Secondly, my conversations with the affected communities continue to indicate that the scale of problem is in fact much deeper than has been documented. Countless Sikh, Hindu and Arab Americans know of someone who has been threatened or attacked on the basis of their identity. All too often, they tell me, individuals impacted by hate crimes do not pursue hate crime charges, and many do not even report crimes to the authorities. Despite the diligent efforts of many law enforcement organizations across the country, there continues to be at least a perceived gap between those affected by crimes and law enforcement authorities.
Lastly, the communities have emphasized to me that a decision to include hate crimes committed against Sikh, Hindu and Arab Americans on the official hate crimes documentation form would be perceived by them as a green light to push ahead with greater cooperation between affected communities and law enforcement. I have been told time and time again that the communities feel law enforcement efforts would be substantially strengthened if the data collection mandate is expanded to include these groups. They strongly believe that such a decision would substantially strengthen working relationships between communities and law enforcement officials, and ultimately strengthen the efforts of police and prosecutors across the country.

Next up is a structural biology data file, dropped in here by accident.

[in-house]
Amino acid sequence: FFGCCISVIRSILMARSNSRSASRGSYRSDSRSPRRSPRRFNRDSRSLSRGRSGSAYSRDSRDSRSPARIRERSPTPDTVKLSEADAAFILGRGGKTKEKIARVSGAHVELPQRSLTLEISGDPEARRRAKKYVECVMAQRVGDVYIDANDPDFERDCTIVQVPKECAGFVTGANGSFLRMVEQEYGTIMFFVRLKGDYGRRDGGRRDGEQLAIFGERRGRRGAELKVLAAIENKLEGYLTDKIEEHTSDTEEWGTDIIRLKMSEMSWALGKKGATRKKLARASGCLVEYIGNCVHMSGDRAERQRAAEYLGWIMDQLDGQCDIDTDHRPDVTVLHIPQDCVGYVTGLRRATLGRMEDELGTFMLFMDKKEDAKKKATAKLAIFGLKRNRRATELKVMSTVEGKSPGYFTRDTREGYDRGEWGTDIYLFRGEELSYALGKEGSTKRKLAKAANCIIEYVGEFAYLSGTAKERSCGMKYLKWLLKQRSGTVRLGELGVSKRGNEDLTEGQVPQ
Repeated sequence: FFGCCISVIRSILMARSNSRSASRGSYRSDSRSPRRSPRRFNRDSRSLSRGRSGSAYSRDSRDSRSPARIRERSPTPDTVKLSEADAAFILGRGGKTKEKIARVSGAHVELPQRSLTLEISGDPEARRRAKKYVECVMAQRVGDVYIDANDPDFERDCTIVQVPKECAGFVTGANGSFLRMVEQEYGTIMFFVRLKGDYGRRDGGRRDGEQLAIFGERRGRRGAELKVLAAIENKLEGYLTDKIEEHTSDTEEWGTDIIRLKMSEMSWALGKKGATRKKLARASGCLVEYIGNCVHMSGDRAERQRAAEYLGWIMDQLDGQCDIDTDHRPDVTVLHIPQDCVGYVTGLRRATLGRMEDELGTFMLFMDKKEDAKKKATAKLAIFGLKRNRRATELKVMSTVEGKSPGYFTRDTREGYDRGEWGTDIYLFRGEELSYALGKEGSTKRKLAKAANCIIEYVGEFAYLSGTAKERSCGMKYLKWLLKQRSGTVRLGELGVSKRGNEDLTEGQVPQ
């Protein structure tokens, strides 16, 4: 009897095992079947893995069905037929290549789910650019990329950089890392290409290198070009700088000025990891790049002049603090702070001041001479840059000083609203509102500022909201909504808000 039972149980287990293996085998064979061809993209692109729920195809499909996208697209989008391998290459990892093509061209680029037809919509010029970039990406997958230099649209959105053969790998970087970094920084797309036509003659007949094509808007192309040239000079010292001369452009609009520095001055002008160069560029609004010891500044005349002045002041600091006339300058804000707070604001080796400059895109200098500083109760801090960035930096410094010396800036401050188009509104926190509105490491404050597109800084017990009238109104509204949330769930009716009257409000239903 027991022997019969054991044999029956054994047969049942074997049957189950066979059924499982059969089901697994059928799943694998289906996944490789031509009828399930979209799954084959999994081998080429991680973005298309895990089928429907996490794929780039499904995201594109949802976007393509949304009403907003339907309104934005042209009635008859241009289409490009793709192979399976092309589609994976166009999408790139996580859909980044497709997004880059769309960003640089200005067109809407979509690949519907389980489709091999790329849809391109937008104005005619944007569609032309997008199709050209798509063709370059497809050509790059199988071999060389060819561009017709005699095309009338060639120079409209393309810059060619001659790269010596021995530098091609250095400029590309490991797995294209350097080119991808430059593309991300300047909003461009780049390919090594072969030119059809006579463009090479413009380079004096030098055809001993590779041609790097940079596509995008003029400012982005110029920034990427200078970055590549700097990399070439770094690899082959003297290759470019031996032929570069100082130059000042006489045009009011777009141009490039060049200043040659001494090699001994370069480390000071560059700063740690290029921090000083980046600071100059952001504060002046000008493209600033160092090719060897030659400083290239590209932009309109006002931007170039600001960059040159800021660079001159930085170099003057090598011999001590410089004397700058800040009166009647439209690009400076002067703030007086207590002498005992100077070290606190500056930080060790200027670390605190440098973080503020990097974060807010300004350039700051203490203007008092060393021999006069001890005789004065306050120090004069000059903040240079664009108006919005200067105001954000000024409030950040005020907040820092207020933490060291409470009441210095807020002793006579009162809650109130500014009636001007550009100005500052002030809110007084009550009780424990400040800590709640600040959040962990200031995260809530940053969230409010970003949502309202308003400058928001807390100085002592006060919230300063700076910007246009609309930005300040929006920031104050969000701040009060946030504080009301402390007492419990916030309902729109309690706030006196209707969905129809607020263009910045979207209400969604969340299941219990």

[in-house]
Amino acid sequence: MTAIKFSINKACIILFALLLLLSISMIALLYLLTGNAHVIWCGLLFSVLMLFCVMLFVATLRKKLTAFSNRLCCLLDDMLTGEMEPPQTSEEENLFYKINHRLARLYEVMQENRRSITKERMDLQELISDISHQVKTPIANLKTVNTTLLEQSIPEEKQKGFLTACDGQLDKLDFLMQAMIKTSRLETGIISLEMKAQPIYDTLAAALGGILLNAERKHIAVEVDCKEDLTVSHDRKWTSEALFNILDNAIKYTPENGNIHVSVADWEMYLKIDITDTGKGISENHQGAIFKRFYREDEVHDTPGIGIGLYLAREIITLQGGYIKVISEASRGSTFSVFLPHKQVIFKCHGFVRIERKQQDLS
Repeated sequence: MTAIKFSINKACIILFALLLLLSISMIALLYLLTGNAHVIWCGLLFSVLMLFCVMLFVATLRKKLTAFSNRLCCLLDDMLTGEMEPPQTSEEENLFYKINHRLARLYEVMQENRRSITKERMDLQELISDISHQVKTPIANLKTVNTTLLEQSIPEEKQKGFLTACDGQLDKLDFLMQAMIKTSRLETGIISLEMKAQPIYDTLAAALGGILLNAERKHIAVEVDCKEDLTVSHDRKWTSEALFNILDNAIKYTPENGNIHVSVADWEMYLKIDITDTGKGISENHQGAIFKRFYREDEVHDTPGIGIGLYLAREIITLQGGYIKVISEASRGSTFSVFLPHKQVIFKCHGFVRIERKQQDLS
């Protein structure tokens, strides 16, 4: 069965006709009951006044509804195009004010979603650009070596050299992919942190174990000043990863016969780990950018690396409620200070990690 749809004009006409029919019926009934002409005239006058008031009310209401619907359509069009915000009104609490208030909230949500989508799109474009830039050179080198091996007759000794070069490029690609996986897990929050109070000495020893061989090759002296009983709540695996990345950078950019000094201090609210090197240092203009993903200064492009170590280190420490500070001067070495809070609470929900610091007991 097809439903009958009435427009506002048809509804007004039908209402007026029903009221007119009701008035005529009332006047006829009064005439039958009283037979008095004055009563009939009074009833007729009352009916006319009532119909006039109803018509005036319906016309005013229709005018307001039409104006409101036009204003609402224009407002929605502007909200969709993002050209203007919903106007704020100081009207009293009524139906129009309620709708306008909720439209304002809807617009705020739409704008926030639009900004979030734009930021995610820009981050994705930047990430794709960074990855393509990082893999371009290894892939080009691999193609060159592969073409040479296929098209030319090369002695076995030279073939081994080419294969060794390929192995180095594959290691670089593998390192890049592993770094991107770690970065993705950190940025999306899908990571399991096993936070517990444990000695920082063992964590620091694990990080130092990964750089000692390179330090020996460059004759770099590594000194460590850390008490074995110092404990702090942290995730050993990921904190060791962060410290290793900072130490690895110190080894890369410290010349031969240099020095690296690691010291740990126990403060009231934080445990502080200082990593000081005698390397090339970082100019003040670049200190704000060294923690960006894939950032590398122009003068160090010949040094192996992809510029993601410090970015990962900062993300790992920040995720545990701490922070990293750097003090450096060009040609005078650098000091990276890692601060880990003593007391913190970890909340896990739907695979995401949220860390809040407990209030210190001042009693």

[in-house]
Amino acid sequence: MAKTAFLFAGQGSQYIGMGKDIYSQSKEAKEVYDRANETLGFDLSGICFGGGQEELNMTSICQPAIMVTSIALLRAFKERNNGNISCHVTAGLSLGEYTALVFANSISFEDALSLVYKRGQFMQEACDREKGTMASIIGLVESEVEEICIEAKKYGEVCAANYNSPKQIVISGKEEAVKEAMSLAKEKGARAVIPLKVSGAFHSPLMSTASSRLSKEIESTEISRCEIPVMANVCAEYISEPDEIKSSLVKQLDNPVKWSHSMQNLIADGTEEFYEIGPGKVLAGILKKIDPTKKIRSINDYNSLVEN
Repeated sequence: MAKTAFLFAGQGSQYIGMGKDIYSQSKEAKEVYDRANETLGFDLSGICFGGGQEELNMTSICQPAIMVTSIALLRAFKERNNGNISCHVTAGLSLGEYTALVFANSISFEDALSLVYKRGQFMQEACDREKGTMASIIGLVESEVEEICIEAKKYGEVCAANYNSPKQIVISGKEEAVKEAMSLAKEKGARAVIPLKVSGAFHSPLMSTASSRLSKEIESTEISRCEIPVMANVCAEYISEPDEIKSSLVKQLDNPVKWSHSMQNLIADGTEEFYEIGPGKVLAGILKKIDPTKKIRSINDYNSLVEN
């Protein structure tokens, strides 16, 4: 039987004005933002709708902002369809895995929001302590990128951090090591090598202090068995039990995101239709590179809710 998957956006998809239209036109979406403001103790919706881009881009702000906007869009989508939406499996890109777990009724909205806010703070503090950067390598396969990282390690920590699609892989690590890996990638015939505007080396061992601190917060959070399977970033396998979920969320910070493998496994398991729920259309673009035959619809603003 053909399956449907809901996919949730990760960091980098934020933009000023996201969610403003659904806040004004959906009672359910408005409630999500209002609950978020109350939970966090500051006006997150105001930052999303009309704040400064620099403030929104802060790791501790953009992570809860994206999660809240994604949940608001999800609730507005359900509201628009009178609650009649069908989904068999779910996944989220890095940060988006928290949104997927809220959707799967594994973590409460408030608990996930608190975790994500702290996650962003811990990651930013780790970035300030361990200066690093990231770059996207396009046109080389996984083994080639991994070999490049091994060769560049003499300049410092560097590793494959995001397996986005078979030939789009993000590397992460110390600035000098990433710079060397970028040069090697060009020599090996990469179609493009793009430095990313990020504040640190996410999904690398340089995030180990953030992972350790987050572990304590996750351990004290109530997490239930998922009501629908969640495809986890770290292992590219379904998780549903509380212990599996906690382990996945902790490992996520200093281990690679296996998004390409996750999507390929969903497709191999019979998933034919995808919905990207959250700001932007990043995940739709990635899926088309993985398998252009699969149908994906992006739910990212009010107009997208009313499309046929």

I greatly appreciate you taking these views into consideration, in addition to the earlier views expressed by my colleagues and me. As a representative of one of the most diverse constituencies in the United States, I have attended far too many community events condemning attacks against communities vulnerable to hate crimes. I strongly believe that documenting hate crimes against Sikh, Hindu and Arab Americans would not only reflect the realities felt by these communities, but would be a strong step toward helping to end these crimes once and for all.
Congressman Crowley is the eight-term representative from the 14th Congressional District of New York, which includes sections of Queens and the Bronx. He is a member of the powerful Ways and Means Committee and serves as Vice Chair of the Democratic Caucus in the House of Representatives.